Tickets are sold in half-hour intervals throughout the day at a rate of $3 for adults, $2 for students and seniors, and $1 for children. Museum Members receive free admission. Tickets can be purchased at any Museum admissions desk or at the Spider Pavilion itself. The Pavilion is open every day of the week from10 am to 5 pm, with the last tickets sold at 4:30 pm. The Spider Pavilion is sponsored by Western Exterminator Company.

More info at nhm.org/site/explore-exhibits/special-exhibits/spider-pavilion

Citizen Science and Cocktails: Thursday, Sept. 26, 5 pm

Dr. Gretchen LeBuhn, Director of The Great Sunflower Project (photo courtesy of www.nhm.org)

Dr. Gretchen LeBuhn, Director of The Great Sunflower Project (photo courtesy of www.nhm.org)

Bees are responsible for every third bite of food, and recent scientific studies have suggested that honey bee and native bee populations are in major decline – enough so that Southern California is now considered a “pollinator desert.” Join Dr. Gretchen LeBuhn, the Director of The Great Sunflower Project, as she tells you how you can bee-come a citizen scientist by observing pollinators all around Los Angeles and contribute data vital to their conservation!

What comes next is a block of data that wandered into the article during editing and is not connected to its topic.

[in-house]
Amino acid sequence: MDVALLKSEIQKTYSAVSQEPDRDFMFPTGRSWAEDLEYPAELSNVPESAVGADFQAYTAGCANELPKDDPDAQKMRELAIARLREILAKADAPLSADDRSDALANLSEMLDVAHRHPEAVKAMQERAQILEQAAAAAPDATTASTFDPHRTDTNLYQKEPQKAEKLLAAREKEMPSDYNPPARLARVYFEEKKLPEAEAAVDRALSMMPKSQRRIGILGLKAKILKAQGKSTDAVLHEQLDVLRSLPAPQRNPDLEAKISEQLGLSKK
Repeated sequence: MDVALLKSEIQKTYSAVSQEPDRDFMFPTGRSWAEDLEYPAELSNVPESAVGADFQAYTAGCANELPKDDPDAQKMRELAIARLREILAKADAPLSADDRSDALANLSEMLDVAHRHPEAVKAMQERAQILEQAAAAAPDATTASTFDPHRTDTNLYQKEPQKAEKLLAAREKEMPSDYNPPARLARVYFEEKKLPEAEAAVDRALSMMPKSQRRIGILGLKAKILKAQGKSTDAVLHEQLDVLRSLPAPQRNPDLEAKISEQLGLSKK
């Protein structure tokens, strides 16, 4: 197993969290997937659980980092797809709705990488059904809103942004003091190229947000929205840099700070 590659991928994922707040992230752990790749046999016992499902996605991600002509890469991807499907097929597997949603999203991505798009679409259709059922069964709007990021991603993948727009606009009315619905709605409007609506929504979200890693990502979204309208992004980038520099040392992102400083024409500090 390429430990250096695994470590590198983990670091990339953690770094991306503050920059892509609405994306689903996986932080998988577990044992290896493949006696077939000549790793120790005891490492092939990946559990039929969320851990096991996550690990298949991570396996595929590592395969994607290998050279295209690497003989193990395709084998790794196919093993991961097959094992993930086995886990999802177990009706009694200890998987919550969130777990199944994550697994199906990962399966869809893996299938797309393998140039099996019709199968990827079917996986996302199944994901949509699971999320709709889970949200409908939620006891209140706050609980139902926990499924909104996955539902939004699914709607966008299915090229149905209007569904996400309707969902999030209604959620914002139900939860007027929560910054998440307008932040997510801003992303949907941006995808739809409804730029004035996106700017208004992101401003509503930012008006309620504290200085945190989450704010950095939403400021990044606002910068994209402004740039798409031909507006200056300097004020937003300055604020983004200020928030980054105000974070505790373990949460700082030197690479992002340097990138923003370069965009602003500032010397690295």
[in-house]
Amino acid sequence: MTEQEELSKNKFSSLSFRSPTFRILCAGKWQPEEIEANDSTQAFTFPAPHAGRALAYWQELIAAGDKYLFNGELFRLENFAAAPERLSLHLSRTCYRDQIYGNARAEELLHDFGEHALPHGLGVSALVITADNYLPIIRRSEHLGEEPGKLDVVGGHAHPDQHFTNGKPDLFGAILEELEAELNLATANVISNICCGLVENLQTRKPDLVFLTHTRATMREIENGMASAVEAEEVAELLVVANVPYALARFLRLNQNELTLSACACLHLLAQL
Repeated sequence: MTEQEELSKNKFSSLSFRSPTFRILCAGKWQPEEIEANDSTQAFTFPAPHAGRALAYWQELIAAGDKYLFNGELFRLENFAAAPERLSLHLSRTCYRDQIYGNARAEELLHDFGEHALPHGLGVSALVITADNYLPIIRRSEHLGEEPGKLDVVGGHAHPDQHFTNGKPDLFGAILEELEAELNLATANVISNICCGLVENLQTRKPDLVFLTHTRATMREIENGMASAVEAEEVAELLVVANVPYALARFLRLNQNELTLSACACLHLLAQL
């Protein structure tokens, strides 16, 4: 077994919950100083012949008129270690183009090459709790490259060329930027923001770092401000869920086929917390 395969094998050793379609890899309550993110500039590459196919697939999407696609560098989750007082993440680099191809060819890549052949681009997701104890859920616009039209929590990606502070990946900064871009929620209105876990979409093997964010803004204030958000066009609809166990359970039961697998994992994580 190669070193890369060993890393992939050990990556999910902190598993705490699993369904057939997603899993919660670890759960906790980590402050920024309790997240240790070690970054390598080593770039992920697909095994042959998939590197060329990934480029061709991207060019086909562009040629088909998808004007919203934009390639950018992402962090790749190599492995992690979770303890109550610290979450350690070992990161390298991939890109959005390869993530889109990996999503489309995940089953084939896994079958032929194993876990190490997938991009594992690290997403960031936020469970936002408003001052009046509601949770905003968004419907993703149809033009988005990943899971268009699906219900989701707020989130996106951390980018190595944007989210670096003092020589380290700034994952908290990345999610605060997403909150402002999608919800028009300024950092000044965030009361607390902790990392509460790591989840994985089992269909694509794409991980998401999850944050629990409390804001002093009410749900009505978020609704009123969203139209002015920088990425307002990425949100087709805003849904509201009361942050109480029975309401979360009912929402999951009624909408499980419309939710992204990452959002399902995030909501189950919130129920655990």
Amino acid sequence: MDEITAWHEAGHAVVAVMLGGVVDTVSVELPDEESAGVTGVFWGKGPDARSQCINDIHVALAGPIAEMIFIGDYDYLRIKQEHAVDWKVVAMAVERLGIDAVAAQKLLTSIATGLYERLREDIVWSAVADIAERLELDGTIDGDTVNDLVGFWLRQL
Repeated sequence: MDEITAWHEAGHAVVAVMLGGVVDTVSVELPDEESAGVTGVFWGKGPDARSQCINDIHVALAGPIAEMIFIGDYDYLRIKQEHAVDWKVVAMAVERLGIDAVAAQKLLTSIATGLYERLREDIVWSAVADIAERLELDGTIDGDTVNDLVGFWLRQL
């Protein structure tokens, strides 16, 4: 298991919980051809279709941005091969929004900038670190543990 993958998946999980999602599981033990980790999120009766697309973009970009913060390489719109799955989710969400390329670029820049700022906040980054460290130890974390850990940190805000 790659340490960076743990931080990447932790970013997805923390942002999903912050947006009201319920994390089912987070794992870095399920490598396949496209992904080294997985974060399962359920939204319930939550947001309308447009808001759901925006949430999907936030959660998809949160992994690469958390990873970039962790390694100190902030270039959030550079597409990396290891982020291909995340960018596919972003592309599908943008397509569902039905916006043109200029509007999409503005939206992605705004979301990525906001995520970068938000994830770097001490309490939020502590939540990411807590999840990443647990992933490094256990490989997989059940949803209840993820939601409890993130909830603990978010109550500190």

Free. Time Warner Cable is connecting minds to science through their support of Citizen Science at NHM.

More info at nhm.org/site/activities-programs/lectures

Film Screening – Chinatown: Friday, Sept. 27; Doors open 6 pm

CHINATOWN Movie Poster. Chinatown, the classic 1974 neo-noir film about the rise of Los Angeles by way of the importation of water starring John Huston, Jack Nicholson, and Faye Dunaway.(www.nhm.org)

CHINATOWN Movie Poster. Chinatown, the classic 1974 neo-noir film about the rise of Los Angeles by way of the importation of water starring John Huston, Jack Nicholson, and Faye Dunaway.(www.nhm.org)